By Lyn Drummond

Stephen Noble

29 March Sustainability knowledge particularly in research and development is far more important for senior people in the building services industry than five years ago according to an Australian recruitment company.

Simon Black, consultant at Australia Wide Personnel Engineering, Manufacturing and Technical Recruiters, said this criteria was particularly crucial for airconditioning manufacturers. They were challenged by state and federal government demands for improved efficiency of machines and competing against international companies with the resources and green star ratings.

Australian companies would have to lift their game to compete, particularly as Australia’s state governments had the leading efficiency requirements in the world. “They need to look at research and development innovation by buying licensed technologies,” Mr Black said.

He cited the case of a 29-storey building which had five chillers to keep the whole building cool Monday to Friday.  One chiller made by an overseas manufacturer cooled a small area needed at the weekend.  “These variable power, highly efficient products made on a user need basis may be expensive initially but long term the benefit are great for saving energy”.

Australian engineers rate “work which requires imagination” as the most important factor when considering a new job, according to a survey by the recruitment firm.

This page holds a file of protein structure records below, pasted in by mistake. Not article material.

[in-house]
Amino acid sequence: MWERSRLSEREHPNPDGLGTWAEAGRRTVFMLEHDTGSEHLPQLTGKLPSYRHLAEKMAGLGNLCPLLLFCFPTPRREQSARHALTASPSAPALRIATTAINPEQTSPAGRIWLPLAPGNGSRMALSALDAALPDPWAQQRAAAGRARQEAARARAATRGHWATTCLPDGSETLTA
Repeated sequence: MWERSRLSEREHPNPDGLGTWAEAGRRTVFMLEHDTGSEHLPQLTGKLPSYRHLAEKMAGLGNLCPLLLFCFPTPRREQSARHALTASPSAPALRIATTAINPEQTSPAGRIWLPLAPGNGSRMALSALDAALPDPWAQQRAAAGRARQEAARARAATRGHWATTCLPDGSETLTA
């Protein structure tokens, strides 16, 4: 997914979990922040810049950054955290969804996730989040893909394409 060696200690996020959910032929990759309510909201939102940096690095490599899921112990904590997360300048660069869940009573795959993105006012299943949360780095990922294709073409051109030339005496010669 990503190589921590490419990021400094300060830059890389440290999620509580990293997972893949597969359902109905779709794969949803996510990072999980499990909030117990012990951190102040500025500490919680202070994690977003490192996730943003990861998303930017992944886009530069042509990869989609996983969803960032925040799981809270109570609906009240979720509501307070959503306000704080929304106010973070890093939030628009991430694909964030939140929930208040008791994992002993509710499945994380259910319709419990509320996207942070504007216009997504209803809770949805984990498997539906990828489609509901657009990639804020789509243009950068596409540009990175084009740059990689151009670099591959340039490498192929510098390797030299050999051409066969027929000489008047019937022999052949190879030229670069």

Interestingly, salary and benefits ranked as the fourth most important factor for engineers when considering a new job, behind “challenge of the role” and “work environment”.

Stephen Noble, managing director of Australia Wide said: “in this talent-short environment, if employers want to attract and retain engineers, they should be incorporating creative elements into their roles where possible. Employers who can demonstrate that they’re pushing the boundaries of engineering are the ones which will attract the best talent. Don’t stifle their imagination – let them ask why, give them challenges and give them latitude to run with projects.

“By and large, engineers are inquisitive – we hear over and over in our interviews that when growing up, a lot of engineers spent time pulling stuff apart so they could figure out how it worked. And then they’d want to modify them to make them work better. I think it’s natural that engineers would also crave this creativity,” he said.

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